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A Beginner's Set of Clubs

By: Mike Kiely BA (hons) - Updated: 27 Sep 2012 | comments*Discuss
 
New; Second-hand; Half-set; Woods;

The game of golf is a multi-million pound business, and the same is true for the equipment. So many players starting off on the road to developing their game can be seduced into watching the great players and make of club they use, and think that is the one for them. Choosing the same brand as Tiger Woods will not make you a multi-major winner just as wearing a straw hat with a great white shark emblem won't have anyone on the course mistaking you for Greg Norman.

Savings can be Made by Buying Second-Hand

The first thing to take into consideration is cost. Like those expensive gym memberships bought with the best of intentions but left to gather dust once the first flush of enthusiasm has passed, the novice does not want to place too much strain on his or her wallet only to find, heaven forbid, that the frustration felt by many starting out is all too much and those expensive clubs are left in the corner, keeping the gym membership company.

Savings can be made by buying second-hand rather than new but as with all goods that have already had one or more owners, it is important to check the condition. In the case of golf clubs, this means ensuring that the grip is not worn and that the grooves of the club face are well defined.

Seek the Advice of the Club pro

In terms of the shaft, think about the flex and whether it suits your swing: too much or too little flex will result in miss-hit shots, resulting in frustration and discouragement. Attention should also be given to whether the length of the club is suited to your stature. The best way to avoid any of the above pitfalls is to visit a club shop and seek the advice of the club pro. He or she will be able to advise on what you need and what you should be paying for them.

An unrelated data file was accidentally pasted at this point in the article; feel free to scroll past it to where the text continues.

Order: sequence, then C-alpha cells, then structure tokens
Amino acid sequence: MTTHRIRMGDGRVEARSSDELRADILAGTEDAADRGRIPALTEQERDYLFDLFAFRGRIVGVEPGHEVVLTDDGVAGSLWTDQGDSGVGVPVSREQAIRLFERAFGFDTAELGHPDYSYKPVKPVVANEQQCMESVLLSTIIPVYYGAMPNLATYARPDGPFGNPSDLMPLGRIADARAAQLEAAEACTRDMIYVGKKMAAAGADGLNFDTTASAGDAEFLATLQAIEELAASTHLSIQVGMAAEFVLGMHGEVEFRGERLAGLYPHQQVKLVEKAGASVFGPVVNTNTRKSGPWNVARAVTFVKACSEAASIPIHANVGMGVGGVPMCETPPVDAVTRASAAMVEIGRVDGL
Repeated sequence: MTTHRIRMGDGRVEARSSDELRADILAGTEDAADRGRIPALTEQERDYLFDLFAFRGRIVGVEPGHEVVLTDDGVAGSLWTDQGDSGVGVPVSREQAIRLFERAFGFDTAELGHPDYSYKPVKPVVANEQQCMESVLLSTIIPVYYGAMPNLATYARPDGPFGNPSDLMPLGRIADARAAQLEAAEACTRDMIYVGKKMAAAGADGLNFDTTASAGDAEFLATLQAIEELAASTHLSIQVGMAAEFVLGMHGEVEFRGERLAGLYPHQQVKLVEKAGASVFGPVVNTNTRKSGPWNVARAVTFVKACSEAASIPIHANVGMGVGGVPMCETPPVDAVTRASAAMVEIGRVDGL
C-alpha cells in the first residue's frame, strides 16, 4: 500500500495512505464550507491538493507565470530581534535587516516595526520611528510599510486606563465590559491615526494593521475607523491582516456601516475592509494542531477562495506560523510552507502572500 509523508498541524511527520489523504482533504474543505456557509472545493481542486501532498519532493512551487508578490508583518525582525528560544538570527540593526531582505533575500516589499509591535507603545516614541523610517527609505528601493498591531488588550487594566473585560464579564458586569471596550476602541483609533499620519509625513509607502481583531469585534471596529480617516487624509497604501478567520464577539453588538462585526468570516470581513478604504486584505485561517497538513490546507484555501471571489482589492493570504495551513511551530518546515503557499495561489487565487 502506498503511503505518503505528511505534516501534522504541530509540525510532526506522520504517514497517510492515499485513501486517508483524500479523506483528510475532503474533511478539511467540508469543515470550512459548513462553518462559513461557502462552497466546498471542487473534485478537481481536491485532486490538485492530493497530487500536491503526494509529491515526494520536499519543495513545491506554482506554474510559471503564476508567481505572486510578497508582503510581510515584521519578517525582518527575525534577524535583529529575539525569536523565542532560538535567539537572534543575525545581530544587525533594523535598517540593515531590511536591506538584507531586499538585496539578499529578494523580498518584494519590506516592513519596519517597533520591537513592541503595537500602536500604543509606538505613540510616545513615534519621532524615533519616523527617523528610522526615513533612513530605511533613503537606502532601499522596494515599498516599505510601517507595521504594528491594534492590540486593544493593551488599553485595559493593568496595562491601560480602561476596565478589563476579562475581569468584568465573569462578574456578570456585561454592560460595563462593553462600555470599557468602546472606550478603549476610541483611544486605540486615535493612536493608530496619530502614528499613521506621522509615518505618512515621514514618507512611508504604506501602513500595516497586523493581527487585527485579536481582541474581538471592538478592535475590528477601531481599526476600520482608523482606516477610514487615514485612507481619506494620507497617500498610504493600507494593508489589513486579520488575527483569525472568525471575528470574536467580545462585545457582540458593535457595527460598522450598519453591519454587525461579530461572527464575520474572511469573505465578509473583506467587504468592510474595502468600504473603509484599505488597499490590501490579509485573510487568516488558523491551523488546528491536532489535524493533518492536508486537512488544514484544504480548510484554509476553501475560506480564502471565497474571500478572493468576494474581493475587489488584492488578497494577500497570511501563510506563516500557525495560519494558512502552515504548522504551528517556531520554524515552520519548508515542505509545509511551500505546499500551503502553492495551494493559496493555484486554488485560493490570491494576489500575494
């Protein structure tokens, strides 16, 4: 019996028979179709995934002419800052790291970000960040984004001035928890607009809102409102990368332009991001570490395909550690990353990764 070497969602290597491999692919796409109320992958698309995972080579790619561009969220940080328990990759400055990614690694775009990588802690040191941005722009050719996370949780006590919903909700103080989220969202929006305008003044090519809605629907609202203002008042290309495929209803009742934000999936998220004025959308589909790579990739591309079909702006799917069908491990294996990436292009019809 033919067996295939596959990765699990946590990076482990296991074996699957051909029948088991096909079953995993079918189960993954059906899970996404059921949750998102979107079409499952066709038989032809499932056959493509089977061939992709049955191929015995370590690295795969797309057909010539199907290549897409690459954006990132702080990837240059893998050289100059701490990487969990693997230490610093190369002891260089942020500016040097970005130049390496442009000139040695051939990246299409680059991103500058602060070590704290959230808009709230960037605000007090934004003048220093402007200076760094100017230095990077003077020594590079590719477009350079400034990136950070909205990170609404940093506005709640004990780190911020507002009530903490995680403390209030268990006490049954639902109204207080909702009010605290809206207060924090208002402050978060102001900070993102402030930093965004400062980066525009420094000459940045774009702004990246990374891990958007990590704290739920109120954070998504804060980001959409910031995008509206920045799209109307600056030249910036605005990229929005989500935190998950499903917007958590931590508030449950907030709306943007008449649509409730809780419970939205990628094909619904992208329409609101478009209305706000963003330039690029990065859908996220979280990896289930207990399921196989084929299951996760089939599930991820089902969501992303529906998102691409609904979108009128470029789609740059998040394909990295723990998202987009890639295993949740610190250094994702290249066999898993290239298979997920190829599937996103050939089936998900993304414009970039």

The Driver is not Forgiving of Shortcomings

In general, which clubs should you be aiming to buy? First, avoid the driver. This is not a club that is forgiving of the shortcomings of the enthusiastic beginner and its use can result in a lot of lost balls - always assuming you made contact in the first place. Rather choose a three wood and supplement it with three, five, seven and nine irons that will be more than adequate for both the long and short game. To complete your half-set of seven clubs, include a sand wedge for the inevitable bunkers that await the rookie, and should you make the green, a putter.

Word of Mouth is the Key

In terms of buying new, there is a bewildering range on offer, both on the high street and the internet. Some half sets are available for under £200, others for less than £50! Word of mouth is the key here, whether, again, talking to the club pro or asking friends or fellow club members what they think is good or not so good value.

But new or second-hand, whatever the manufacturer's brand, always remember that it is important to get off to a good start and picking the right clubs is vital in achieving this. They will not only aid the learning process but give you the encouragement to take your game to the next level.

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